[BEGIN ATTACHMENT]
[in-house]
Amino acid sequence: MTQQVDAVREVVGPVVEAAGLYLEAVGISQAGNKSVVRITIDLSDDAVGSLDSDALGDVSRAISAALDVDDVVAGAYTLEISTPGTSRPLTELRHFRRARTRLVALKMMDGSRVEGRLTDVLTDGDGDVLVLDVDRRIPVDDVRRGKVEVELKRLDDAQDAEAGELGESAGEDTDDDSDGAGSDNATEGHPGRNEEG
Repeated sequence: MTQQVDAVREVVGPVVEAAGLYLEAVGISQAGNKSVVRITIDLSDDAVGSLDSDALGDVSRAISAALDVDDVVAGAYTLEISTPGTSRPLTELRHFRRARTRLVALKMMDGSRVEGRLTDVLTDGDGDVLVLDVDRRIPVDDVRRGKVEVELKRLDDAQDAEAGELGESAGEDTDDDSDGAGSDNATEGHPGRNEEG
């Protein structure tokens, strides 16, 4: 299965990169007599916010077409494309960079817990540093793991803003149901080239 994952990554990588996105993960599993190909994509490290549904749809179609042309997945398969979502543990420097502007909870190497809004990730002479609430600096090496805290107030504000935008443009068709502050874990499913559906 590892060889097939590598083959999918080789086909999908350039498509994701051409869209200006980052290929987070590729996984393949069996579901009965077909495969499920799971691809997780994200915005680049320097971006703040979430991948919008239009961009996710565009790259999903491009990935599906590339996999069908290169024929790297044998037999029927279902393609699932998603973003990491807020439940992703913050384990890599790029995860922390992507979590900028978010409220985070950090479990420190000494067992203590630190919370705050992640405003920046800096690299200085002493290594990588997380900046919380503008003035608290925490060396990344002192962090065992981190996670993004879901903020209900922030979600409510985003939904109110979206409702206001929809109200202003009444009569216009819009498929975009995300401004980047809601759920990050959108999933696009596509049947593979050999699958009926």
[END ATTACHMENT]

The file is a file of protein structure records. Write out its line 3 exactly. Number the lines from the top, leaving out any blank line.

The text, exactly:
Repeated sequence: MTQQVDAVREVVGPVVEAAGLYLEAVGISQAGNKSVVRITIDLSDDAVGSLDSDALGDVSRAISAALDVDDVVAGAYTLEISTPGTSRPLTELRHFRRARTRLVALKMMDGSRVEGRLTDVLTDGDGDVLVLDVDRRIPVDDVRRGKVEVELKRLDDAQDAEAGELGESAGEDTDDDSDGAGSDNATEGHPGRNEEG